There have been many reports and stories of dry drowning over the years. Typically, children experience dry drowning more than adults. While swimming or bathing, a child may accidentally inhale water into their body. According to these reports, the water can cause the child to experience drowning-like symptoms upwards of several days after the incident. However, many medical experts view dry drowning as controversial, and the World Health Organization recommends ending the usage of the term.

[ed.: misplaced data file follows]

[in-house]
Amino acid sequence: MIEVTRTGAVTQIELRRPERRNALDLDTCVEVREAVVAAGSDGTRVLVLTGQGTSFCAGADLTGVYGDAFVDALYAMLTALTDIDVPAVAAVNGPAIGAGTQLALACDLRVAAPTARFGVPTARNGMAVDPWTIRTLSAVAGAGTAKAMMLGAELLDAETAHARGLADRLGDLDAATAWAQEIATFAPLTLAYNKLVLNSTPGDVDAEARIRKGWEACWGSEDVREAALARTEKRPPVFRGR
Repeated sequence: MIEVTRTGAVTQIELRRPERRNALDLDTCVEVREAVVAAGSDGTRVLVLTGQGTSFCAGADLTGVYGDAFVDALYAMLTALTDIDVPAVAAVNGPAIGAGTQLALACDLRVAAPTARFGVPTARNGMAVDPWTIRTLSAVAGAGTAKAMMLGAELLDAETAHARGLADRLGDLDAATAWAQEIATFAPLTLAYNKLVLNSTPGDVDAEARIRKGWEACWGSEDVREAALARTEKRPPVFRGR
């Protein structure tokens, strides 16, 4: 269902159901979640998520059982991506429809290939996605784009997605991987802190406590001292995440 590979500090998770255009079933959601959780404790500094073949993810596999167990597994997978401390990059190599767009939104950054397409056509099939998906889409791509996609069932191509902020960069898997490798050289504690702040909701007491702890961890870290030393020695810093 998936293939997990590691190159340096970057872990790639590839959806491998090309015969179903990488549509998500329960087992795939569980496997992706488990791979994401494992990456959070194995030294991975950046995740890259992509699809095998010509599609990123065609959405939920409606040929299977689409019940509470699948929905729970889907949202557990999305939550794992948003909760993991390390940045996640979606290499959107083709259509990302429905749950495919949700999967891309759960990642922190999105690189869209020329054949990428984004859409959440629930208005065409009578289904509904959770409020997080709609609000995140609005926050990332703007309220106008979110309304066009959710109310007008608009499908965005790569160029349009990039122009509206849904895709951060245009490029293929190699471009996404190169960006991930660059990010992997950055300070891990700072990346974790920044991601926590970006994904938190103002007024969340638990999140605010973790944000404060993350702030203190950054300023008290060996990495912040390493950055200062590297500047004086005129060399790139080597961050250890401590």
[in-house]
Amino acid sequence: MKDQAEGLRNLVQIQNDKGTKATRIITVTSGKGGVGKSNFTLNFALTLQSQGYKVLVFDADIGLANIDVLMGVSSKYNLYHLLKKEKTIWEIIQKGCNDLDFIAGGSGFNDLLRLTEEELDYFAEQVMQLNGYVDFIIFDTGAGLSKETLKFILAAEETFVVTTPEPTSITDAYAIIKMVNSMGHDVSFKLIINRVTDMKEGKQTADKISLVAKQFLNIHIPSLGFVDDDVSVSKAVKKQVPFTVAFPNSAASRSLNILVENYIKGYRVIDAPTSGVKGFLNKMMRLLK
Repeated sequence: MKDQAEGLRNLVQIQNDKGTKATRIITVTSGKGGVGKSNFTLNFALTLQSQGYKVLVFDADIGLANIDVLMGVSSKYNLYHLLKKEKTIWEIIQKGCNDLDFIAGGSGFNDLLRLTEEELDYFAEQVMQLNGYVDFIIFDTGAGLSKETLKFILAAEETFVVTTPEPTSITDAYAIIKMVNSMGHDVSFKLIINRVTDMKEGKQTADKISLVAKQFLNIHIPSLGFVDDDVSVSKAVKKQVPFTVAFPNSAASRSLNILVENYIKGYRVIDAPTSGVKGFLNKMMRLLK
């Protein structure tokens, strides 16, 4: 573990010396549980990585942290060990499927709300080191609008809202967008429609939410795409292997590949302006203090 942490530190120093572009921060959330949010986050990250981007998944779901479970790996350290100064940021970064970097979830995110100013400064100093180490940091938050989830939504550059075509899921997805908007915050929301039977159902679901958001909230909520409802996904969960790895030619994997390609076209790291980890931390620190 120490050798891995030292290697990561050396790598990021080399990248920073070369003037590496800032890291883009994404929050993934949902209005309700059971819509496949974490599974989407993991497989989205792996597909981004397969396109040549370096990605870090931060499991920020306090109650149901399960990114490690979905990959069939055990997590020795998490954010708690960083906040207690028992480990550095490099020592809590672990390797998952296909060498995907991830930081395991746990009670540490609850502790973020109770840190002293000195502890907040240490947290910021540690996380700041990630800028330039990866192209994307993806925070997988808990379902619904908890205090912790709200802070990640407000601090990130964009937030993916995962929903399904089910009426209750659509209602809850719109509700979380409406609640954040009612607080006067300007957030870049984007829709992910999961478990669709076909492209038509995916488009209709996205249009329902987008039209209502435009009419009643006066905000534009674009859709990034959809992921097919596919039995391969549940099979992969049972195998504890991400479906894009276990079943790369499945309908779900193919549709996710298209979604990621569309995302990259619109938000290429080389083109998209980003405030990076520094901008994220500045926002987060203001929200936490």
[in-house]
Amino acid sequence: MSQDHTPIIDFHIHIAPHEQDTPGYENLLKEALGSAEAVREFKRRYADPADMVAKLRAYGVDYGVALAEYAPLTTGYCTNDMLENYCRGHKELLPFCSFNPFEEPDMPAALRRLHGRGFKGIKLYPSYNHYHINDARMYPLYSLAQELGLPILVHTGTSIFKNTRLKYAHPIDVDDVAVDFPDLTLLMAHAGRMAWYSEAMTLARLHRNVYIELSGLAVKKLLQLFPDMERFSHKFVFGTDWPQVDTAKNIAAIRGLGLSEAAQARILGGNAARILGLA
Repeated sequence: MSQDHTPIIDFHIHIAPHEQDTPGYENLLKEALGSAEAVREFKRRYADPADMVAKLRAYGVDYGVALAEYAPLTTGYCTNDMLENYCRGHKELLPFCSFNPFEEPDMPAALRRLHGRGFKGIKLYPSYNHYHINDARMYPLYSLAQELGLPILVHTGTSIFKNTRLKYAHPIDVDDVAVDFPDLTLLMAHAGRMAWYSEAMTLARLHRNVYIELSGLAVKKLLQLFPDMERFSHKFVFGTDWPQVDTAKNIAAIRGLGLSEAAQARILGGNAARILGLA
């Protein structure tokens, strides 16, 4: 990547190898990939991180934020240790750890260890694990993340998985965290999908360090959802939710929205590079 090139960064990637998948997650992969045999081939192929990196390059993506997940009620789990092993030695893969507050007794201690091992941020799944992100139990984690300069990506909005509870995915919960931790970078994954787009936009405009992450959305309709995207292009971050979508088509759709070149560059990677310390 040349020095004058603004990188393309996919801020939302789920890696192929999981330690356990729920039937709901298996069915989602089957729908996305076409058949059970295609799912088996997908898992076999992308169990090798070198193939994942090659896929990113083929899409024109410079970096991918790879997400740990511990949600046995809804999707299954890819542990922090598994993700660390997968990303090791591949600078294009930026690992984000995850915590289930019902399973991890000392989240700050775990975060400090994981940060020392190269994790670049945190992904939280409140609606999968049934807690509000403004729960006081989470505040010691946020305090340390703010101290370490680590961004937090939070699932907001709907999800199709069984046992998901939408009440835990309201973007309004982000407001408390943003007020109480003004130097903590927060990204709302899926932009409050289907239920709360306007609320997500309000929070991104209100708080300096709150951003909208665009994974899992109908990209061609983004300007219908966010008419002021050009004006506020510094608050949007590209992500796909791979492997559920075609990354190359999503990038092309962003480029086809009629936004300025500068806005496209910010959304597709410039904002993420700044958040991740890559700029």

Differentiating dry drowning, secondary drowning, and delayed drowning can be confusing. This is because the terms weren't accepted medical conditions because of their rarity. People considered dry drowning to involve the ingestion of water without it entering the lungs. Secondary drowning involved the water entering the lungs. Delayed drowning sometimes acted as an umbrella term to refer to any drowning that occurred outside the water. The World Health Organization and medical experts now see these terms as outdated and dangerous. Instead, the term drowning no longer exclusively refers to fatalities, but instead any ingestion or aspiration of a liquid.
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